Many Chinese and Western writers often use different geographic locales or place women under various institutions/situations to explore notions of place, gender and identity. Women’s perpetual struggle for voice and space and their conscious or unconscious quest for selfhood and integrity are central concerns of many Chinese and Western literary works published since the late nineteenth century. A close look at such texts as Ibsen's A Doll’s House, Lawrence’s “You Touched Me,” Glaspell's “A Jury of Her Peers,” Cao Yu's Thunderstorm and Li Ang's The Butcher’s Wife shows not only the agonies and sufferings of women in general, but also elucidates how home can easily become a place of threat or fear, a place that subverts individual growth. In the course of their discussions, writers reveal those social, moral, or cultural implications or assumptions at work and try to map out a route of growth or change for their female protagonists.
Transforming and Translating the Form: The Examples of Daniel Defoe and Lin Shu
Author : Yuan-wen Chi
Keywords : Daniel Defoe, Lin Shu, Robinson Crusoe, prose fiction, form, translation, Chinese literature, Western literature, mercantilism, Enlightenment, May Fourth Movement
In the early eighteenth century, as England stood at the threshold of the industrial revolution, Defoe’s experiments with fiction and his attempts to represent the prevailing ideologies of mercantilism and monarchism had a significant impact on shaping the form and development of English prose. Similarly, in China, more than a century later, Lin Shu’s translations of Western literature would change Chinese approaches to story and narrative. Thus, this paper examines Lin Shu’s Chinese translation of Daniel Defoe’s Robinson Crusoe in an attempt to shed light on the evolution of the form in both Western and Eastern cultural contexts. The introduction of Western novels to China at the turn of the twentieth century (ca. 1890) was especially significant as it was the product of numerous heated discourses and dialectics on resisting the invasion of Western imperialist nations. This multi-faceted and wide-ranging discourse involves the short-lived Wu-Xu Reform Movement (1898), the influence of prevailing social Darwinism, and the urgent need to find a new literary vehicle capable of helping resist the foreign encroachment. Standing alone as a landmark in the history of East-West cultural exchange, Lin Shu’s translations of more than 180 Western literary texts helped pave the way for the controversial establishment of the modern Chinese novel, had a tremendous impact on social life and thought in turn-of-the-century China, and finally, in 1919, helped usher in the powerfully influential May Fourth Movement.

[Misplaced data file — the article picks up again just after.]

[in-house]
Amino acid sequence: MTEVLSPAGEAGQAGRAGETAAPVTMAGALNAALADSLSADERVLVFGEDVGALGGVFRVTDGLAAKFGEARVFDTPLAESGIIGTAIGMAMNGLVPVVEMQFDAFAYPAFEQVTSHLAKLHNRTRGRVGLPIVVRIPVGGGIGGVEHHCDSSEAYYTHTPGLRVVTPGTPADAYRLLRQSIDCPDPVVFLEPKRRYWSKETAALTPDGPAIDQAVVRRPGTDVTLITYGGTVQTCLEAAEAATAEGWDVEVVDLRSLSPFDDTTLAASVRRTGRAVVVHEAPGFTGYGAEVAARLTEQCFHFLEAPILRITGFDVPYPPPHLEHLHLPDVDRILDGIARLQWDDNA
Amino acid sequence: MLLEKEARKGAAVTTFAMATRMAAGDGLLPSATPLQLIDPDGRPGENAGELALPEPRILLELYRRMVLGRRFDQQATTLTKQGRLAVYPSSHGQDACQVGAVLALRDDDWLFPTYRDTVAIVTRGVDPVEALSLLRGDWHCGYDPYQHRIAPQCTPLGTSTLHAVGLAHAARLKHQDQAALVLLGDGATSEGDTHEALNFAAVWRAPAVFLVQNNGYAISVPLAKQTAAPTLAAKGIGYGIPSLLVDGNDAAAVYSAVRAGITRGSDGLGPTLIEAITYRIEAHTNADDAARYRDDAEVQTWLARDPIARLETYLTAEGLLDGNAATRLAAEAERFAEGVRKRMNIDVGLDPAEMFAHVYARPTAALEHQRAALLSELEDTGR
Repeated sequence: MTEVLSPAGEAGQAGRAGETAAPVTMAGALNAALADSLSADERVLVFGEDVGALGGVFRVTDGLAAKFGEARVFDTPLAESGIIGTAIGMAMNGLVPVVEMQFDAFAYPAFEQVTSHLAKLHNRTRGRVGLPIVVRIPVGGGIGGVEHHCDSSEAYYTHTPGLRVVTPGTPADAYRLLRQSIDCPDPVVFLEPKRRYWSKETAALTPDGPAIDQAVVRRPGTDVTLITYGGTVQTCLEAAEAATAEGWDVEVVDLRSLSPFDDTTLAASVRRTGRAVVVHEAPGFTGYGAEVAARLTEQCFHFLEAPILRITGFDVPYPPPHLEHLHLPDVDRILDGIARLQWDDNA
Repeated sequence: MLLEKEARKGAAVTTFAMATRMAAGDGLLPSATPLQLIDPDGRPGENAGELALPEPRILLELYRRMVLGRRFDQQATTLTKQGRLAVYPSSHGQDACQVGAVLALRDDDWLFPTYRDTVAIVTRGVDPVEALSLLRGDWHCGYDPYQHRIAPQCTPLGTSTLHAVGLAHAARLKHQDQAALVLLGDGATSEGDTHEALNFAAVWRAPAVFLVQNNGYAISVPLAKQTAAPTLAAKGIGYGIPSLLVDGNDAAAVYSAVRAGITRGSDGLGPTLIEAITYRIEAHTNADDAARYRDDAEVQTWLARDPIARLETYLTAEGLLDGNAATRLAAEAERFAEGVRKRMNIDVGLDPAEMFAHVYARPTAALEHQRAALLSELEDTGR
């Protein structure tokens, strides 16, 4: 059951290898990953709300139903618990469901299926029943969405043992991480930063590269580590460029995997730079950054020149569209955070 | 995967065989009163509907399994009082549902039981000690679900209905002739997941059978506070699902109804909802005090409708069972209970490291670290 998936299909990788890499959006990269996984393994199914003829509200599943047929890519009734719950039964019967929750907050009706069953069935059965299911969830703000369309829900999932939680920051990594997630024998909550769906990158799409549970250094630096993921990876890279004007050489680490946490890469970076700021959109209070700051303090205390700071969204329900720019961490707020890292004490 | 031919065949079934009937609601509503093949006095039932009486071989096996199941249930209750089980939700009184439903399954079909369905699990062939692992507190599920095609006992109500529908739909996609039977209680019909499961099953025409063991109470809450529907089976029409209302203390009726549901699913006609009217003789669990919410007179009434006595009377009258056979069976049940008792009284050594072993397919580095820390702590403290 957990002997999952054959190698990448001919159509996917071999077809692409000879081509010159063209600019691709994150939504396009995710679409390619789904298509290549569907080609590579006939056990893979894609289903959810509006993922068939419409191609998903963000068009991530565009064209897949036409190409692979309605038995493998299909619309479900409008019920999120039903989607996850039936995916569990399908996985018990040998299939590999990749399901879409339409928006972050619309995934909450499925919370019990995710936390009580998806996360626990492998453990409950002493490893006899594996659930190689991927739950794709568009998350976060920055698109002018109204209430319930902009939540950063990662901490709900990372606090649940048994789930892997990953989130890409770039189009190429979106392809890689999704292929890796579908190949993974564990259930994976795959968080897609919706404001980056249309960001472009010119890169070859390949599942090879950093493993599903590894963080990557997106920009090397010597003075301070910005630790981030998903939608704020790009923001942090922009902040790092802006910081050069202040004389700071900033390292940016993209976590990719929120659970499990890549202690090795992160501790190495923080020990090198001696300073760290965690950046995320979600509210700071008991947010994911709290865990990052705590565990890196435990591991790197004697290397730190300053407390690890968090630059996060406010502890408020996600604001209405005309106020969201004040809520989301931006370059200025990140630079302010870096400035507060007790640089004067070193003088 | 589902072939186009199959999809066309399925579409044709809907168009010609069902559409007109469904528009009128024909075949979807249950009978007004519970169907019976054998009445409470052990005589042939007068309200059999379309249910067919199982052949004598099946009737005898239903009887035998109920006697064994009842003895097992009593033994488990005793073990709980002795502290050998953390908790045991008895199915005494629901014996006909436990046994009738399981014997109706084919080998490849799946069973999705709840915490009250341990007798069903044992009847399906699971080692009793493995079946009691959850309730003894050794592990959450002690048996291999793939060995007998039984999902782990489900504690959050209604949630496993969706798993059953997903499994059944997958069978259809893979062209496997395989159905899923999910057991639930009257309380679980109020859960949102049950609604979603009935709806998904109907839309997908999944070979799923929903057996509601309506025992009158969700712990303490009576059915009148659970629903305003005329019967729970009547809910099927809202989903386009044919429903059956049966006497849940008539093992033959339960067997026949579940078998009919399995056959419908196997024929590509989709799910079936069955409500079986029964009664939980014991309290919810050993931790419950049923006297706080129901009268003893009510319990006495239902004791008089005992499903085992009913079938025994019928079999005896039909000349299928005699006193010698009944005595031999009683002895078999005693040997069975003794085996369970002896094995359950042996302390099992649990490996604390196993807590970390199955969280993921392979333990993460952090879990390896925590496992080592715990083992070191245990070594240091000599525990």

From Abroad, with Love: Transnational Texts, Local Critiques
Author : Haiyan Lee
Keywords : love, family, community, public, ethics, Love and Duty, The Education of Love, “Three Generations”
In early twentieth-century China, the introduction of European romanticism not only inspired a new literary genre, but also engendered a social revolution. Romantic love was not just about the thrills of courtship and heterosociability, it was also about breaking free from the Confucian patriarchal family in order to plunge into the exhilarating realms of society and nation. However, beginning in the late 1920s, it became commonplace to lament the failure of free love and to prescribe remedies ranging from returning to the family and renouncing individualism to social service and revolutionary activism. In this paper, I reflect on the responses to the crisis of romantic love from both the conservative and radical circles. My primary sources are three translated texts and the opinions and criticisms they elicited from among Chinese readers: Love and Duty by S. Horose, The Education of Love by Edmondo de Amicis and “Three Generations” by Alexandra Kollontai. I focus on translated texts and their reception to lend support to a mode of comparative literary analysis that emphasizes the circulation of ideas, particularly how translated texts enter into local circulation and are made meaningful in local configurations and contestations. I also hope to show that the backlash against romantic love cannot be reduced to some illiberal streak of “Chinese culture.” By focusing on translated texts, I call attention to the fact that the critique of romanticism was a global discourse that brought together communitarian, nationalist, socialist, and even fascist currents of thought.